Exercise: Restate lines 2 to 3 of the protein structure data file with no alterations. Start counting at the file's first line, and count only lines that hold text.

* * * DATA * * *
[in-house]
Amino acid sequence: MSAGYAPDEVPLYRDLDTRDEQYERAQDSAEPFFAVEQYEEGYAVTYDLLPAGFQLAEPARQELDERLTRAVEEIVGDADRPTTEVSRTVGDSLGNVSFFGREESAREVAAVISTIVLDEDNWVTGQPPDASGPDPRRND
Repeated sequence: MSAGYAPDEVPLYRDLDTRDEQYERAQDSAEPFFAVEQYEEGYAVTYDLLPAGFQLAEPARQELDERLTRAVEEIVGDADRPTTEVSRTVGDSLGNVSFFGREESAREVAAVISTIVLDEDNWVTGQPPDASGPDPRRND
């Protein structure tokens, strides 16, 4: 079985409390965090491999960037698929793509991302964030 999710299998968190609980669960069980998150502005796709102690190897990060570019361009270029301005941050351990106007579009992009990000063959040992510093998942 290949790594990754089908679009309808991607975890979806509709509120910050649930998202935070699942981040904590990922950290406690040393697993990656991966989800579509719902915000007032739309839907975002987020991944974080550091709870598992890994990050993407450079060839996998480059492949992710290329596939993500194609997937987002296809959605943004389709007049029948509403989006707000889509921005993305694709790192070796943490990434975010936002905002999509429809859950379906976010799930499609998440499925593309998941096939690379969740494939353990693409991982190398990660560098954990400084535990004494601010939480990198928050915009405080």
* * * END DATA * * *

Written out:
Amino acid sequence: MSAGYAPDEVPLYRDLDTRDEQYERAQDSAEPFFAVEQYEEGYAVTYDLLPAGFQLAEPARQELDERLTRAVEEIVGDADRPTTEVSRTVGDSLGNVSFFGREESAREVAAVISTIVLDEDNWVTGQPPDASGPDPRRND
Repeated sequence: MSAGYAPDEVPLYRDLDTRDEQYERAQDSAEPFFAVEQYEEGYAVTYDLLPAGFQLAEPARQELDERLTRAVEEIVGDADRPTTEVSRTVGDSLGNVSFFGREESAREVAAVISTIVLDEDNWVTGQPPDASGPDPRRND